The Marriage of Heaven and Hell: Manic Depression and the Life of Virginia Woolf by Peter Dally is a psychiatrist’s examination of Virginia Woolf, decades after she ended her life. Dally was the senior consultant psychiatrist at the Westminster Hospital, London, until his retirement in January 1988. His previous books include Elizabeth Barrett Browning: A Psychological Portrait, and Anorexia Nervosa. Although a general psychiatrist, his professional outlook was eclectic and he had particular interests in manic depression and anorexia nervosa. Virginia Woolf first aroused his interest when, as a student, he read Mrs. Dalloway. He subsequently became absorbed in her diaries, which give a wider and deeper picture of manic depression than any textbook.
I became a fan of Virginia Woolf just a few years ago. I have read her fiction, letters, and diaries along with Vita Sackville-West’s letters. The problem, for me, was I was just looking at the information she released or could have known would be public. There are gaps in her diary and letters. Those closest to her protected her. There has been a book or two exploiting Virginia Woolf’s illness, but they seemed to sensationalize the illness. Dally presents a big picture of Virginia Woolf’s illness to include those close to her.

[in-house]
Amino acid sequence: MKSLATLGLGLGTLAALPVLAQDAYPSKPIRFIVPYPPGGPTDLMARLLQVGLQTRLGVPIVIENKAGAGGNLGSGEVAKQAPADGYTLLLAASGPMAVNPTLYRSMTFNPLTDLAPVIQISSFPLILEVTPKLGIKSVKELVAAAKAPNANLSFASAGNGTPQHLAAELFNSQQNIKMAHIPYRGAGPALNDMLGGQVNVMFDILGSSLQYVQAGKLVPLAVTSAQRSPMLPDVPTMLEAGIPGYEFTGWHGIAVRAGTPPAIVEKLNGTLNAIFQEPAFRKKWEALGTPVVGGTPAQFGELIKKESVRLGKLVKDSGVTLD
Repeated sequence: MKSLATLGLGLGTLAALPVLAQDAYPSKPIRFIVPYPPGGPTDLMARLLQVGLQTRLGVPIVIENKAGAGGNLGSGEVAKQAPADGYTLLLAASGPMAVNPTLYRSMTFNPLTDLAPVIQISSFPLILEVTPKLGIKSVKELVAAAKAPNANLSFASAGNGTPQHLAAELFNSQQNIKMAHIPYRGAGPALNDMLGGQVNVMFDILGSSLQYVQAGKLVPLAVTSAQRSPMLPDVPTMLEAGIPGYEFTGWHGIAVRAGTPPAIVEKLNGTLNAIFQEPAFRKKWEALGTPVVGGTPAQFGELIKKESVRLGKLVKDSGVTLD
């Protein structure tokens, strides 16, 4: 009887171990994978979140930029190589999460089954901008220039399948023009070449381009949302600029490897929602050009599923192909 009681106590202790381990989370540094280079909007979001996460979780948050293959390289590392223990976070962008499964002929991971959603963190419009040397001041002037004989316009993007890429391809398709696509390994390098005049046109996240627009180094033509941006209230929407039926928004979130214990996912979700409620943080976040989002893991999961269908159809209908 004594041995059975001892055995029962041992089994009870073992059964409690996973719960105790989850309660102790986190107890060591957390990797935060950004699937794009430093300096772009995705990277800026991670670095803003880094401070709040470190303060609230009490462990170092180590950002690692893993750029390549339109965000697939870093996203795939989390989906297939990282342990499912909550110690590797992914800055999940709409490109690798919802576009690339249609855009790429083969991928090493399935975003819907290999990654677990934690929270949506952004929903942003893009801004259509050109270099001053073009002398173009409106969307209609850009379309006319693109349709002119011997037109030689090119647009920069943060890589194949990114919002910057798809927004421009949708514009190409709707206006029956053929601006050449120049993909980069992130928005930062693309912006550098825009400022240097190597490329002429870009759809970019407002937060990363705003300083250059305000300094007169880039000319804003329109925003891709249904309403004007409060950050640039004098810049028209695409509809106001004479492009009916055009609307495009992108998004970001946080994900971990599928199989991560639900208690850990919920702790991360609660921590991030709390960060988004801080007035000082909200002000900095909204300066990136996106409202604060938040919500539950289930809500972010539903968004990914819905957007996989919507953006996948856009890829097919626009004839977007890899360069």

Looking at Virginia Woolf’s family, varying degrees of depression and cyclothymic disorder are present. Virginia’s sister also suffered from depression. Dally looks at the family history as well as her closest friends. He seems initially to make atheism and homosexuality a bigger than necessary issue along with the sexual and lack of sexual relations with the married couples. For example, Leonard Woolf’s only experience with physical contact was with Sri Lankan prostitutes.
Virginia Woolf’s cyclothymic disorder is documented through the years as well as her writing. Much of what Virginia Woolf’s life reflects is in her writing. As a child, she said the birds were speaking in Greek to her. Later in Mrs. Dalloway, Septimus Warren Smith, a WWI veteran suffering from shell shock also claims to hear birds speaking in Greek. Smith, like Woolf, takes his own life. Dally credits Leonard Woolf for his support and near saint-like patience with Virginia success as a writer. Without him, she would not have had the encouragement and support to continue as a writer. She also seemed to suffer a postpartum effect with completing her books much like her sister experienced with childbirth.
One wonders how with modern treatment Virginia Woolf would have fared. Treatment could have lessened or controlled the effects of her depression and possibly saved her from committing suicide. Would she have been the writer she turned out to be with treatment? Her style and her material may have been, and very much seems to be, a result of her illness. Dally uses all the information he can find and completes a psychiatric profile on someone he has never met or interviewed. It is a difficult task and may not have been a practical one either. All the major people had been dead for nearly forty years by the time this book was written. The personal lives of those around Virginia Woolf, although fairly well documented, were kept away from public view. Supporting evidence is weak. Dally does try his best to make his case with the available evidence, but is it enough and is it accurate?